As a member of the Black Sea community, Turkey has a vested interest in creating harmony among its northern maritime neighbors, Mesut Hakki Casin, an international law professor at Ozyegin University in Istanbul, said.

Like most other states, Turkey does not recognize the Kremlin’s annexation of Crimea -- the third anniversary of which falls on Thursday.

“It has an attitude of envisaging peace between the two friendly countries,” Casin said.

“Turkey, as a NATO country sharing the same coast with Russia and Ukraine, can play an arbitrator role between them.”

On March 16, 2014, a referendum saw Crimean voters opt for separation from Ukraine. This was followed two days later by the formal Russian annexation of the territory.

The international community condemned the Russian takeover and the UN passed a resolution underscoring the illegitimacy of the referendum.

In 2016, the UN General Assembly condemned the “temporary occupation of part of the territory of Ukraine”.

Coupled with the conflict in the Donbass region of eastern Ukraine, where Moscow-backed separatists have been fighting government troops for three years, the risk of a “frozen conflict”, in which the fighting ends without political resolution, is high, Casin said.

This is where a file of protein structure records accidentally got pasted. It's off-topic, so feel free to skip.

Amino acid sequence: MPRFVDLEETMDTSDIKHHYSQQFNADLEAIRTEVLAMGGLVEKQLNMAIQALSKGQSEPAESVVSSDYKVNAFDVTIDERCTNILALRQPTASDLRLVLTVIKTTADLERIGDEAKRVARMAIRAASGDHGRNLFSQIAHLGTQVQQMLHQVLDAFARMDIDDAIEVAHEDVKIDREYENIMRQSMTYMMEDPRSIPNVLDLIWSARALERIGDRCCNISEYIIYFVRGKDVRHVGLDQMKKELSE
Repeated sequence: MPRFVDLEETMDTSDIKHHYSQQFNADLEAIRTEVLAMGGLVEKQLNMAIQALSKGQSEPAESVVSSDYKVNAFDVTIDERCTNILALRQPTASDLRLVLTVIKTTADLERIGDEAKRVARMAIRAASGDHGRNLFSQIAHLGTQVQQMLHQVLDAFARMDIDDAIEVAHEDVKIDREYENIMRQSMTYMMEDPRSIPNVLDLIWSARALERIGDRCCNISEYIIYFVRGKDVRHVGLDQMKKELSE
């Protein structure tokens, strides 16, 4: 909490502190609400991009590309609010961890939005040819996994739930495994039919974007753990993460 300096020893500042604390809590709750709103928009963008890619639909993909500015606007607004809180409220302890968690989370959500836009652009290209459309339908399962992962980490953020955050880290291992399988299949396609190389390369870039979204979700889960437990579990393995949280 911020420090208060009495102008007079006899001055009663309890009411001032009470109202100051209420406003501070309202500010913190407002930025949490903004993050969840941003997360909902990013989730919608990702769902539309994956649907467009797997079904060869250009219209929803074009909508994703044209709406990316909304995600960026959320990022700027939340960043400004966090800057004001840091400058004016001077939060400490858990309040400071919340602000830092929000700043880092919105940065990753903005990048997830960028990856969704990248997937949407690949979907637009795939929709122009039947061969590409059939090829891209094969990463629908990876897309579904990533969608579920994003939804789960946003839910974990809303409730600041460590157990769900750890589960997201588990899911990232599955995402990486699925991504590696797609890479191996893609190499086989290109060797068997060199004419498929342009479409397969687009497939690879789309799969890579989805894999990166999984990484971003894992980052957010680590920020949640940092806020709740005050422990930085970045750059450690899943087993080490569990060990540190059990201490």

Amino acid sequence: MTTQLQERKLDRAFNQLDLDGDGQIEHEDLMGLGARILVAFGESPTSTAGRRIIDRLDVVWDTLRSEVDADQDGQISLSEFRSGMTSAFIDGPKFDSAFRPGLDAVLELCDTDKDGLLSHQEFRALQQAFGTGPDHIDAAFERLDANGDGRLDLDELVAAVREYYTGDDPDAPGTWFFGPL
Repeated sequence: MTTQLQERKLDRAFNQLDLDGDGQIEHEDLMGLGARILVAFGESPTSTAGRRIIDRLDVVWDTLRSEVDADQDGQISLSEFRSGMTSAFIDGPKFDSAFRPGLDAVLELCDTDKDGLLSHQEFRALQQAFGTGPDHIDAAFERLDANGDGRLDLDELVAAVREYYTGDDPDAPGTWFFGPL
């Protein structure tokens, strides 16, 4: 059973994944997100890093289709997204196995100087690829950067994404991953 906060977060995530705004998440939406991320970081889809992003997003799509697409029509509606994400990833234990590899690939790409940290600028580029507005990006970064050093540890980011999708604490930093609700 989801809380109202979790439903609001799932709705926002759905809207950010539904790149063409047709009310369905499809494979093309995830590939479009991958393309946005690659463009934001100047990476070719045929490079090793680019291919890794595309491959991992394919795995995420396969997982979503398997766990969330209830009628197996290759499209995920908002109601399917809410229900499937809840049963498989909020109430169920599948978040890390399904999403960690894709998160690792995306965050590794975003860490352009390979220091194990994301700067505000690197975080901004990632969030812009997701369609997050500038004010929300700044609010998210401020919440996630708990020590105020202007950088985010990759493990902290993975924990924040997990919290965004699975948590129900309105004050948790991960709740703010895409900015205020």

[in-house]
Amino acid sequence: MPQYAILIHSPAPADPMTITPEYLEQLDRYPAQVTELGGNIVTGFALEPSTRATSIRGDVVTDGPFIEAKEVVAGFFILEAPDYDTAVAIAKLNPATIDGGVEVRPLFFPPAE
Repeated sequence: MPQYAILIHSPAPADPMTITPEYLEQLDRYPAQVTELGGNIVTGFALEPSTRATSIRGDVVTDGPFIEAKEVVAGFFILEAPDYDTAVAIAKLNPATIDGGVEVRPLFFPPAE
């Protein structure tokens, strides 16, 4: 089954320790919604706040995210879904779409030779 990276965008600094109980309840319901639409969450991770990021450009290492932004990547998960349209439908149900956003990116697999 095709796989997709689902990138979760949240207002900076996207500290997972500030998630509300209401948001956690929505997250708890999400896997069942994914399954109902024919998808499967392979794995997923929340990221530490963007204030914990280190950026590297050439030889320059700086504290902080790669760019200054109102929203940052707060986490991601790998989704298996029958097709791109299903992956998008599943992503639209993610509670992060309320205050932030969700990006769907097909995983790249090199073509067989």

Threatens world peace

The Donbass conflict has left around 10,000 people dead, according to the UN.

“We can say a tension that preserves its uncertainty but seriously threatens world peace, completed its third year,” he told Anadolu Agency.

The importance of Crimea has strategic importance to both Russia and Ukraine as an outlet to the sea. “This will never change,” Casin said.

“Russia has not given up on Crimea. It has historical, economic and political reasons. It is [also] worth mentioning how hugely devastating this issue is to the economy and military power of Ukraine.”

Emre Ersen, an associate professor at Istanbul’s Marmara University, said a “de facto” scenario had been created in Crimea -- as exists in South Ossetia and Abkhazia, Georgian territories invaded by Russian forces -- and the issue had slipped from international attention.

“In other words, there is a legal problem but it has not been reflected politically,” he said.

“The Crimean issue is on the path to become a frozen conflict,” Ersen added.

“Right now, the situations in Syria and the Donbass region are everyone’s priority. Therefore, it does not seem like Crimea is on the international actors’ agenda.